John Baker, the former Cubs catcher, saw a version of it in Iraq.
While playing for the Marlins in 2010, he was part of a team contingent that visited soldiers, many on consecutive tours.
Now the Cubs’ applied mental skills coach, Baker flashes back to that trip when he considers some of the mental and emotional issues that might face baseball players if Major League Baseball finds a way to start its season this summer — in what would almost certainly be limited locations under quarantine-like conditions, possibly without families allowed.
“It starts to sound a whole lot like military deployment,” said Baker, who recalls soldiers well into their second years in the field, a continent away from family, subsisting on meals of bologna and cheese sandwiches.
“I can say they survived that,” he said of the long-term separation issue. “They got back to their families.
“This stuff is survivable.”
Baker certainly is not comparing baseball to war, he said. And he’s not trying to suggest any part of the more extreme plans being discussed for squeezing in a season during a pandemic are good if players are separated from families for the duration — “that’s heartbreaking,” said the father of two young daughters.
“At the same time, when circumstances grow dire, people tend to stick together and make sacrifices that tend to help other people.”
Baseball is a long way from acquiring the means to even predict when a 2020 season might be possible from a physical safety standpoint, as COVID-19 remains a crisis-level threat to national health; the testing capacity alone does not appear close to being available.
Never mind the non-physical challenges associated with lengthy shelter-in-place periods, potential biosphere-like conditions of a restart and the anxiety of constant uncertainty in between.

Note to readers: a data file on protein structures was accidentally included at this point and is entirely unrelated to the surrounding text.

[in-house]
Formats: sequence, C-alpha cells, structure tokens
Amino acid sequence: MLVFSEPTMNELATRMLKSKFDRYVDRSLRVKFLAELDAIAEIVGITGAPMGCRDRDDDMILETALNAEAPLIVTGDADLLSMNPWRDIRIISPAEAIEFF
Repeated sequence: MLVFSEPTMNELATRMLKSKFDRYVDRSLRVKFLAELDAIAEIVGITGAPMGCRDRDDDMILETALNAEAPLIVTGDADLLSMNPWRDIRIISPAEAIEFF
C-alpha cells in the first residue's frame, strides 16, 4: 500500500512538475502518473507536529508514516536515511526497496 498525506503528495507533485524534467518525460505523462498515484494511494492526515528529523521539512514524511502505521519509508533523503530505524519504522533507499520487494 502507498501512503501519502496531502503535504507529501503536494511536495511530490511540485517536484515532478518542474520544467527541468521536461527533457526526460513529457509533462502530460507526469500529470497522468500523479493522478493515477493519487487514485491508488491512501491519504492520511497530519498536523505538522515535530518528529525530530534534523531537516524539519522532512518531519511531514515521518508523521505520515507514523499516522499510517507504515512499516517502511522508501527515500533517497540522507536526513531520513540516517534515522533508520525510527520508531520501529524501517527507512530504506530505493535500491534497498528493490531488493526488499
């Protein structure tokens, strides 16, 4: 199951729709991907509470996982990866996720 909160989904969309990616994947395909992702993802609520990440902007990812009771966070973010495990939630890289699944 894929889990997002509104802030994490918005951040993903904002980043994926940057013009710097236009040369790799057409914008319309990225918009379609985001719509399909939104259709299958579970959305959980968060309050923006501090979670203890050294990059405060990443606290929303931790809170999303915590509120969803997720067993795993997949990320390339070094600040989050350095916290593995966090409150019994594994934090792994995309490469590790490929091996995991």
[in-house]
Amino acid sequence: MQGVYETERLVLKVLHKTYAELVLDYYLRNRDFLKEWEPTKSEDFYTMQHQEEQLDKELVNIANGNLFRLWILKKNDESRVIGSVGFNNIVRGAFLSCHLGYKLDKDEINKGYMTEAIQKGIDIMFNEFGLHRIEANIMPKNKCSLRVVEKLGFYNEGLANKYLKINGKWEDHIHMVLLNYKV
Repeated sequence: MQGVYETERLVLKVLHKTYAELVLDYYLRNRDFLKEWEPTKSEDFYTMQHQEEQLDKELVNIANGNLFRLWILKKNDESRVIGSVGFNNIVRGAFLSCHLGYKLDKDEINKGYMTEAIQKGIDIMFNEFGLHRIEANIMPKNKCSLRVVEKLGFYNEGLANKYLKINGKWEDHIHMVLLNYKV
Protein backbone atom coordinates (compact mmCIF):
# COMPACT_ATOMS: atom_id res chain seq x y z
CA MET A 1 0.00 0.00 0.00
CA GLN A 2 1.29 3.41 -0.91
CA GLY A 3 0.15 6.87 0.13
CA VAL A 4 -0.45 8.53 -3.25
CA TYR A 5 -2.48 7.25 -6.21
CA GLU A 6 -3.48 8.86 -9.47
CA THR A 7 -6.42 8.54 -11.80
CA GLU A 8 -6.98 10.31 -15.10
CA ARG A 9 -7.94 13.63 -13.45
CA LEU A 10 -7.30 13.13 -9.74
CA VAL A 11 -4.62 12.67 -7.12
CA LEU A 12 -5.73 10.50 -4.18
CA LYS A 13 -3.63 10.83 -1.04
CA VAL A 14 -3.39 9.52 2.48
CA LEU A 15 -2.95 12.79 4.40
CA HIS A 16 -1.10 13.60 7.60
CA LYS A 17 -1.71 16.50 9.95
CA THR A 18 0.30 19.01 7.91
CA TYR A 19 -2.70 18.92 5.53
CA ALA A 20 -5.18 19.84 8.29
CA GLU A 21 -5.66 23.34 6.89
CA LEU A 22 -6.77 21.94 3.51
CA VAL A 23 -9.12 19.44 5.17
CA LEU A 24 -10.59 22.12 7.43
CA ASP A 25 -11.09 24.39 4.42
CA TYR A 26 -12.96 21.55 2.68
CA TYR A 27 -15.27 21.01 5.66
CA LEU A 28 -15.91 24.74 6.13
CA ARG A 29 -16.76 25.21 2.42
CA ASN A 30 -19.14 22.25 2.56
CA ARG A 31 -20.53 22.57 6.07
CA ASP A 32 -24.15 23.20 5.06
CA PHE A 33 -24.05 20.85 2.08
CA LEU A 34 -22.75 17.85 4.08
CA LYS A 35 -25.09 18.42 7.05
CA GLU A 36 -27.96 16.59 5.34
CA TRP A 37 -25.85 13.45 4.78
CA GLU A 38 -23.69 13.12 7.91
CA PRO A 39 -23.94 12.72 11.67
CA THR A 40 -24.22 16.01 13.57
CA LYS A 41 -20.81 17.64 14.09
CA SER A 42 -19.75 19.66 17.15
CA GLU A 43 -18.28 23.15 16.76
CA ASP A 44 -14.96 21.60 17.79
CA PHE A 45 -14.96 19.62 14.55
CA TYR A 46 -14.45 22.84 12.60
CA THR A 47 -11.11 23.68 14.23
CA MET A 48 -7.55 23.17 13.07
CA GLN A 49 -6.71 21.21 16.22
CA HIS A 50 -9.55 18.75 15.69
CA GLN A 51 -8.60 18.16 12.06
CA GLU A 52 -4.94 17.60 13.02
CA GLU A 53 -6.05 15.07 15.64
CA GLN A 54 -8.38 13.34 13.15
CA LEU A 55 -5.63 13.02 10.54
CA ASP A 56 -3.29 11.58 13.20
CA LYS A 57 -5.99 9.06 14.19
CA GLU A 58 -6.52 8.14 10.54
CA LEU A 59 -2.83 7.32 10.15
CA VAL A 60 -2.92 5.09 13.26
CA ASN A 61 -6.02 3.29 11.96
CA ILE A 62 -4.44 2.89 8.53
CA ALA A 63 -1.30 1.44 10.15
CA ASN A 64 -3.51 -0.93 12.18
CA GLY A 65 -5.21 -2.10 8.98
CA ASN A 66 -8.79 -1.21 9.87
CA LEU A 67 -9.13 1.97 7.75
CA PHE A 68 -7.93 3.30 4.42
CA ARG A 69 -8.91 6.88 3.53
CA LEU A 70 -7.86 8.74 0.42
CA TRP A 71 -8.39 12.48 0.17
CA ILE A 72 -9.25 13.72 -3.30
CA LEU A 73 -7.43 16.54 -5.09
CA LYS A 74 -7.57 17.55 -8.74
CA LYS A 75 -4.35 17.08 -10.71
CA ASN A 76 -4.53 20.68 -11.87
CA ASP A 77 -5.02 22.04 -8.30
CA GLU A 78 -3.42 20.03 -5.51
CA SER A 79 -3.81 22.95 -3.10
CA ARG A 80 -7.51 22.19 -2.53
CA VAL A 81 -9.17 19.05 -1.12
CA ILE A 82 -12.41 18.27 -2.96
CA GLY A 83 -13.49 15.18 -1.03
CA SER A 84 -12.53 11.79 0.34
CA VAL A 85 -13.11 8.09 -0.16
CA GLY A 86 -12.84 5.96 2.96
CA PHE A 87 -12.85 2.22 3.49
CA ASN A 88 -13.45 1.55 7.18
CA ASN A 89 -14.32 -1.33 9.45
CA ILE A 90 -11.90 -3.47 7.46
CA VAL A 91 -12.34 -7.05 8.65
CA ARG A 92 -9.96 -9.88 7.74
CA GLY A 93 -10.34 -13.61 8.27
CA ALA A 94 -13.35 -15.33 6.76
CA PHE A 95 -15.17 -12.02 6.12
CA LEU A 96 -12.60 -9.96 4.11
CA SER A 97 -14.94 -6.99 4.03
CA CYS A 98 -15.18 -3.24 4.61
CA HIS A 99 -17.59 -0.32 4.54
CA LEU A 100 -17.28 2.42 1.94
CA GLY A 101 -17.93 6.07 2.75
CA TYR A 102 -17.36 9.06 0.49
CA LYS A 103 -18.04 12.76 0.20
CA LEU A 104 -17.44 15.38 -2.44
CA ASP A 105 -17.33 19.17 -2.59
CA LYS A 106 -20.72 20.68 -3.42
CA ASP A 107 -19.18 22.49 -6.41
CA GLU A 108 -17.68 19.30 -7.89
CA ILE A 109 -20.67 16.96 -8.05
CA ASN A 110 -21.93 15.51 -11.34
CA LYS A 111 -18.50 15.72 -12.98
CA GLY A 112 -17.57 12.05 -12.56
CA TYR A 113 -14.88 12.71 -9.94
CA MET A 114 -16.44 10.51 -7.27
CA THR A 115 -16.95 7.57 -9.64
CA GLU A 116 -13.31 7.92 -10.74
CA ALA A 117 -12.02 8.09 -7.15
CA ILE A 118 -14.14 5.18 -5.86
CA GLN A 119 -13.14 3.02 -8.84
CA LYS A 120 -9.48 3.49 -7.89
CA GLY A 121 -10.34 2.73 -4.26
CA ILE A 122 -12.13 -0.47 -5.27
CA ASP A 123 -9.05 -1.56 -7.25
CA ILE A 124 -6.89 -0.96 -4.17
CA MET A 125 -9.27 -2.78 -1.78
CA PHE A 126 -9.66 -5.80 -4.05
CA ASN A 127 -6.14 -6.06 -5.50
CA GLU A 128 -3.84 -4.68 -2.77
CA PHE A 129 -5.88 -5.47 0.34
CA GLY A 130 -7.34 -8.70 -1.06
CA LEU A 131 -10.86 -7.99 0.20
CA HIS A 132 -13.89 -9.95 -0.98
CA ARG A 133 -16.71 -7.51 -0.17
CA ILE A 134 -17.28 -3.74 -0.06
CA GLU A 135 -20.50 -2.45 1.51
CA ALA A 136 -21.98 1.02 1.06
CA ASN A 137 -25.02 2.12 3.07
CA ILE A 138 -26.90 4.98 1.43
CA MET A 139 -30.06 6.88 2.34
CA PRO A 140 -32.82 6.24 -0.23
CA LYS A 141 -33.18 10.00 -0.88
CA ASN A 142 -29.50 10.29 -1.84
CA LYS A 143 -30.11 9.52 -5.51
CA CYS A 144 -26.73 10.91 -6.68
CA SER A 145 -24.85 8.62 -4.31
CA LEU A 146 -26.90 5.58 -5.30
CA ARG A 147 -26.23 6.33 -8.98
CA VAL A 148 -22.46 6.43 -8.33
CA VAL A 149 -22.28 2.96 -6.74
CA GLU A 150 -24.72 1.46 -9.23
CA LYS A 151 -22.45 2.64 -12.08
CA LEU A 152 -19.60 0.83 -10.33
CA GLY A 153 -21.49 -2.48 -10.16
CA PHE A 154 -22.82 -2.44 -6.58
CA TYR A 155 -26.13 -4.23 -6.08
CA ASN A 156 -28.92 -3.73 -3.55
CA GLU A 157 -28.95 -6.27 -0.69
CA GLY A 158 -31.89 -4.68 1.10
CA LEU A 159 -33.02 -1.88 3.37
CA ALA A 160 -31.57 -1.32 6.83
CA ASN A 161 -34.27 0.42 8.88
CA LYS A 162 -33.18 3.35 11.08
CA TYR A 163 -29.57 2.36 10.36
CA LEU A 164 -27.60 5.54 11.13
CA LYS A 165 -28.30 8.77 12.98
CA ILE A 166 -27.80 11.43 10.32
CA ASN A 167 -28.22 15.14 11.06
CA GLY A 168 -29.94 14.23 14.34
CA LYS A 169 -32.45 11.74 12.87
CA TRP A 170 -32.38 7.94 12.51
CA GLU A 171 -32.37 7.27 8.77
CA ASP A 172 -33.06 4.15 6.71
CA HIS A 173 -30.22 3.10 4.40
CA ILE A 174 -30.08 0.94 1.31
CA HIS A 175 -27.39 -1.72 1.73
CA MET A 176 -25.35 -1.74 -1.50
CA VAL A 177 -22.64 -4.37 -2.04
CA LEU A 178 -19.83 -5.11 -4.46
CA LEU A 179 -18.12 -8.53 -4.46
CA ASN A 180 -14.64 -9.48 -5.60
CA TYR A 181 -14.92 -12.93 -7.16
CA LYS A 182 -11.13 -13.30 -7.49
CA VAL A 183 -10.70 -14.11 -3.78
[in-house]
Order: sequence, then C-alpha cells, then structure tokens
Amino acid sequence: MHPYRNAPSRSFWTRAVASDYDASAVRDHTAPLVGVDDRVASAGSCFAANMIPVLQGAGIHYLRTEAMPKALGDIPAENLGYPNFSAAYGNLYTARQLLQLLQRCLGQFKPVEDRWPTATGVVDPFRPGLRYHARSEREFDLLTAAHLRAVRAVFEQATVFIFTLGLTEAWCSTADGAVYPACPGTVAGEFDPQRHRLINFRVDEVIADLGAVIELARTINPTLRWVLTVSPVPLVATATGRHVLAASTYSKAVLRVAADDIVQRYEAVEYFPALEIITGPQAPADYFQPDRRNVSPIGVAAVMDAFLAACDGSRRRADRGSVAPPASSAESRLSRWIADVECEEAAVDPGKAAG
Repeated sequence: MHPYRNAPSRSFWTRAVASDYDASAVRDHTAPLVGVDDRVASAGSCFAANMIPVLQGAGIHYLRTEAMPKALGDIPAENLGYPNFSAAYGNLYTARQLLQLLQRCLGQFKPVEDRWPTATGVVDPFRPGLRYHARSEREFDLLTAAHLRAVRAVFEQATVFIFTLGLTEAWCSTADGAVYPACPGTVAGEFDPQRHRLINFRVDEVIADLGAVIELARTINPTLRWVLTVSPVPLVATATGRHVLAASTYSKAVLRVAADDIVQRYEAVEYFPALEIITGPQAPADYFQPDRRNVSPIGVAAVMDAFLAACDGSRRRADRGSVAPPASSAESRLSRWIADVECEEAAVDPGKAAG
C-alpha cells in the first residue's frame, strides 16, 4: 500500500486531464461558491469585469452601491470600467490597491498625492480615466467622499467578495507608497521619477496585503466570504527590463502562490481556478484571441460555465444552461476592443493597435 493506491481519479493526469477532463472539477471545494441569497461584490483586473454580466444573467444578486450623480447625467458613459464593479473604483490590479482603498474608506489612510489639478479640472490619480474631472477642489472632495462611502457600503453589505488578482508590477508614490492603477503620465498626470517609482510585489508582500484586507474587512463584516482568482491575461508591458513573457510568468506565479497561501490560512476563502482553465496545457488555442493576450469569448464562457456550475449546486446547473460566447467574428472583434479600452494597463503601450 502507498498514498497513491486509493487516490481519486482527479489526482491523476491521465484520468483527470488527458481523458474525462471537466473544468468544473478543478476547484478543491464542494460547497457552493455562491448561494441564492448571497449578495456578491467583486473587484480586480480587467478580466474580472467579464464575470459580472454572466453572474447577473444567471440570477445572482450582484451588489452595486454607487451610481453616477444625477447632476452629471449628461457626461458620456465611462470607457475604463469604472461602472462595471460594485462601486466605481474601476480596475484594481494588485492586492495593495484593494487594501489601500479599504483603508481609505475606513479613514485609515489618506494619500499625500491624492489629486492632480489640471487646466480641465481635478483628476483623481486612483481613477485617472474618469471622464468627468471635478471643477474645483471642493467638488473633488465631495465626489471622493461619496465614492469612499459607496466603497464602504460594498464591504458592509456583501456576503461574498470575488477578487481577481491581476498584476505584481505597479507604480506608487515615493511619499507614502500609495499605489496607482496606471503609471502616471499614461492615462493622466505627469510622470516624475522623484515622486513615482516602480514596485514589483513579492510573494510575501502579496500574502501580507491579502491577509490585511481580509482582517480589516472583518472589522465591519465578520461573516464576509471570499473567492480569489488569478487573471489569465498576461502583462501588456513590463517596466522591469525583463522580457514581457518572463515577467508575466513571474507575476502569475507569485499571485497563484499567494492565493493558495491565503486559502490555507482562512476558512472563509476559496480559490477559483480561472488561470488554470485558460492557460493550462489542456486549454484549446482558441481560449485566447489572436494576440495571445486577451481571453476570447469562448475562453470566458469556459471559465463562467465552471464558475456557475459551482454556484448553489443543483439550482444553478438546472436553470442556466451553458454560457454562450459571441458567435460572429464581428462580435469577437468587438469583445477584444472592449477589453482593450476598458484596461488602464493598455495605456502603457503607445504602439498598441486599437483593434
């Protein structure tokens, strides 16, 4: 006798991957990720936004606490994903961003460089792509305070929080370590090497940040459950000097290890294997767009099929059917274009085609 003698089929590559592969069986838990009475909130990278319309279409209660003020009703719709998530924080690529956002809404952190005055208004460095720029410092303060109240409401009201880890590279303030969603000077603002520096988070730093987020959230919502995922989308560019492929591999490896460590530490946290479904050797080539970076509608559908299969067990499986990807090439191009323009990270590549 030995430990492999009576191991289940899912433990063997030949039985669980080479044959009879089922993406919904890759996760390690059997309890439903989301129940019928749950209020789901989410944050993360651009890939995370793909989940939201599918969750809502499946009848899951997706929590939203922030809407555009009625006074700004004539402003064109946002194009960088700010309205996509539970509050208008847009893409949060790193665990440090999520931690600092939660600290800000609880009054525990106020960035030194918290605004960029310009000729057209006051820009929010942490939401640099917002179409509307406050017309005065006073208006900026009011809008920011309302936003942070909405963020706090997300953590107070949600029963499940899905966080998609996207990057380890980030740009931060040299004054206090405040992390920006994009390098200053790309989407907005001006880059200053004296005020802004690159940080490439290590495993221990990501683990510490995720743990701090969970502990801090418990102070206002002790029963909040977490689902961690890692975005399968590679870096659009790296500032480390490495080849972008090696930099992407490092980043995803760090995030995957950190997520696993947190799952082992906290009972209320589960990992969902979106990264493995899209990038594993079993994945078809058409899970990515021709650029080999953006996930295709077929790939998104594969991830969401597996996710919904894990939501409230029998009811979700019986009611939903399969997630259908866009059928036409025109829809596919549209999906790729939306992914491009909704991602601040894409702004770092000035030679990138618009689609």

That mental and emotional factor is something that often gets lost in the discussions surrounding what it might take for players to prepare and perform, much less at a high level — or even what many might be enduring as they enter the second month of the industry shutdown.
“There are a lot of unique challenges right now because the tools that are normally available to offseason athletes are not available,” said Dr. Michele Kerulis, professor of counseling and sport psychology at Northwestern University, talking about mental challenges beyond general-population anxieties during the pandemic.
“People are used to having downtime, but they can fill that downtime with activities,” she added of things like joining others to throw, hit or condition. “The fact that we can’t do that right now and that’s completely out of our control is extremely difficult for people.
"So not only do you have this sense of ‘what do I do now,’ but you have a sense of collective loss and grief, confusion, anger and such a roller coaster of emotions that people aren’t used to experiencing or aren’t used to understanding how to deal with during times like this.”
Baker wouldn’t discuss specifically how much he’s working with Cubs players through this unique time for pro and college athletes in all sports or examples of what is being talked through.
But more broadly, he said, baseball operations staff across multiple departments are in constant contact with players — and players with each other — during a shutdown fraught with speculation, guesswork training regimens, in many cases financial concerns and isolation, and all in the midst of rising numbers of infections and deaths globally.
“Playing at the highest level of sports mentally, it’s just not a light switch,” Cubs Hall of Famer Ryne Sandberg said, citing the sudden lack of all normal mental timetables and rhythms of the calendar, from winter through spring training and throughout a six-month season.